Former member of the Justice Committee and Member of Parliament for South Leicestershire, Alberto Costa MP, has welcomed the decision by the Independent Parole Board to refuse the notorious convicted child-killer, Colin Pitchfork, Release on Permanent Licence.
Alberto, who personally raised this matter only days ago directly with the Secretary of State for Justice, the Rt Hon David Gauke MP, was pleased that the Parole Board made its decision on papers alone, dispensing with the need for an oral hearing which had been listed for the 24th May.
Alberto had campaigned to ensure that the amended Parole Board Rules 2018 would come into force before Pitchfork’s scheduled oral hearing. Those amended rules will come into force on 22nd May and allow any person to seek disclosure of a summary of the reasons for a Parole Board decision so long as a public interest test is met.
These new rules and the Government’s own consultation for a new system of reconsidering Parole Board decisions without the need for Judicial Review, are as a result of the mistaken decision of the Parole Board in the John Worboys case.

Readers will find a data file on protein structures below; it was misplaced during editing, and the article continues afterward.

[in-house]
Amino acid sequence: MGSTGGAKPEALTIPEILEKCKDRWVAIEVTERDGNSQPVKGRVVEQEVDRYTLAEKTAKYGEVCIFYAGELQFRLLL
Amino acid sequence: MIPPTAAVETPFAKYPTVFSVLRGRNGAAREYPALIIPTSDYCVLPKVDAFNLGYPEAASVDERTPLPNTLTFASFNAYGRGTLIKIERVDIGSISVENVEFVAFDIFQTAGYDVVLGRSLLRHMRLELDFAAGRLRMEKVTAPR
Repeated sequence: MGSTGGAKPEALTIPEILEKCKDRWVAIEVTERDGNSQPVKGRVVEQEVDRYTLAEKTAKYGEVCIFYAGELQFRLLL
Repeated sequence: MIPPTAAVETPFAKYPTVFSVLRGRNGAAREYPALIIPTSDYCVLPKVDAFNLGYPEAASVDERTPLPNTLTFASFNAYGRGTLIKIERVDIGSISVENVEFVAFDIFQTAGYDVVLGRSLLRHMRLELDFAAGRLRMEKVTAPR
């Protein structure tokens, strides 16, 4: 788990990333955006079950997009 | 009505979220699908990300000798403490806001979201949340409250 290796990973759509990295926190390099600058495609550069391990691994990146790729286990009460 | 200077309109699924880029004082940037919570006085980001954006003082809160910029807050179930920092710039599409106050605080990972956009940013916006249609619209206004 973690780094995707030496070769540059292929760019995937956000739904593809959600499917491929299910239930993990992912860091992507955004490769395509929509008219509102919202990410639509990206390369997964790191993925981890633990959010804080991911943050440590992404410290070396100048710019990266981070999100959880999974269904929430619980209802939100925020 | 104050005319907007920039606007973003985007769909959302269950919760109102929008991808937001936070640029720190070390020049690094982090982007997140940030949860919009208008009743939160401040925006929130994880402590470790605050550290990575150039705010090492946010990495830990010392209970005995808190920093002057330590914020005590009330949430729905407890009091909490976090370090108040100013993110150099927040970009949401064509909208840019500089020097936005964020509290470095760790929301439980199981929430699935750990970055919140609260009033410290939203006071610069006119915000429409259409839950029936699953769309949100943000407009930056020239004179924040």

Alberto, who in addition to being an MP is a solicitor by profession, said, “I very much welcome the Parole Board’s decision in Colin Pitchfork’s case. His heinous crimes were some of England’s most notorious criminal cases. Although he pleaded not guilty, Pitchfork was convicted through the then new developments in DNA technology. As well as being of national interest, the crimes are still well known in the villages of Enderby and Narborough in my constituency and remain a cause of great distress for my constituents, many of whom were living nearby when these crimes took place. The decision to refuse Pitchfork Release on Permanent Licence is very much one of relief and reassurance that the Parole Board have clearly considered all the relevant evidence in this case”.
Alberto concluded, “My first duty as an MP is to ensure the safety of my constituents. I will continue to press ministers at the very highest levels of Government, to ensure that the Parole Board is fully accountable to the public for its independent decisions and, in this matter, cognisant of Mr Pitchfork’s crimes and the risk he may continue to pose to public safety. I would strongly encourage readers to respond to the Ministry of Justice’s consultation which ends on the 28th July.”